• Produced training materials as part of a team of trainers and designers
  • Training materials were instrumental in onboarding new employee’s to the client’s firm

With your elevator pitch taken care of, it’s time to move on to the meat of your resume — the job descriptions in your work experience section.


4. Work Experience

The purpose of this section is twofold. Employers are interested in what you’ve done in your career to date, but they’re also interested in why. If you can demonstrate that you’ve been working toward a goal or a specialty for some time, you’ll present yourself as driven and organized.

Weave a narrative around your job descriptions as you list them so you can showcase your logic to employers. As with the previous section, context is key here. Sarah Ann Houghton offered us another excellent piece of advice when it comes to showing recruiters and employers what you’re capable of:

Some newbies get hung up being experienced with the right tools, but anyone can learn a tool. Prioritize evidence of working with new software, handling unknown subject matter, collaborating with SMEs, and churning out content on tight deadlines.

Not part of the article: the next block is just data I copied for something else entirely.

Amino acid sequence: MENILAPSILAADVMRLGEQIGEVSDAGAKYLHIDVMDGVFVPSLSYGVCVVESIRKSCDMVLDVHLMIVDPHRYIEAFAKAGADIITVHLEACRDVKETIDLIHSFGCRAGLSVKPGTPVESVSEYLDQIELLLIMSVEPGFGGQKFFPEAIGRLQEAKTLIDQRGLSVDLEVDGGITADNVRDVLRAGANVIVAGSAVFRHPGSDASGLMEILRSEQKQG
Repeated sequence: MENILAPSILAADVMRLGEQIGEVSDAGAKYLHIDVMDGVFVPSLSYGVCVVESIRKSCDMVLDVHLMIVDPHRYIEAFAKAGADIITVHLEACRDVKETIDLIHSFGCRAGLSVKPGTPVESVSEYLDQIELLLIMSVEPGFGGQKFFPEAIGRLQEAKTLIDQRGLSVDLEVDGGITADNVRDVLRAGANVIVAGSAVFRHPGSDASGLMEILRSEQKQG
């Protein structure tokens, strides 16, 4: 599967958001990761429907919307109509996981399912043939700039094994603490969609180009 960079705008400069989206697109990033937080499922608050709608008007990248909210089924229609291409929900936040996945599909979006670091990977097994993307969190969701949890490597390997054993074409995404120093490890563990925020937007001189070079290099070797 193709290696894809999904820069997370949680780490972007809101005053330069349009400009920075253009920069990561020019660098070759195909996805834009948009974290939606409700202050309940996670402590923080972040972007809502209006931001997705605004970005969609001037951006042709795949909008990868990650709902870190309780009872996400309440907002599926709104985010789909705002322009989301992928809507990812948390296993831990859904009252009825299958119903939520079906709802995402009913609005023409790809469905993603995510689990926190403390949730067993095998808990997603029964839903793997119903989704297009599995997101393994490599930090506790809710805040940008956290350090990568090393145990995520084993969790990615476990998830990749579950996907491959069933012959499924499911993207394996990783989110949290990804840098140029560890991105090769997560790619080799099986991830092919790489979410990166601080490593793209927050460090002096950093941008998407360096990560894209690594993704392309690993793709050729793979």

Adding evidence of the following is also of great benefit to your resume:


Projects managed

If you’ve managed a project in an instructional design capacity, you have a great talking point for your resume. You can also include any projects you’ve worked on as a team member, even if you weren’t in a leading role, and mention what you contributed and what you learned.

This can also apply to projects you participated in within other industries, as many of the skills and experiences are relevant for any project.


Videos/webinars/training materials developed

Most instructional design positions these days have some kind of visual learning aid component to them. If you’ve worked on anything involving graphic design, make sure to include that in your job descriptions. Additionally, any experience you have creating webinars or other types of training materials is highly relevant.


Learning models used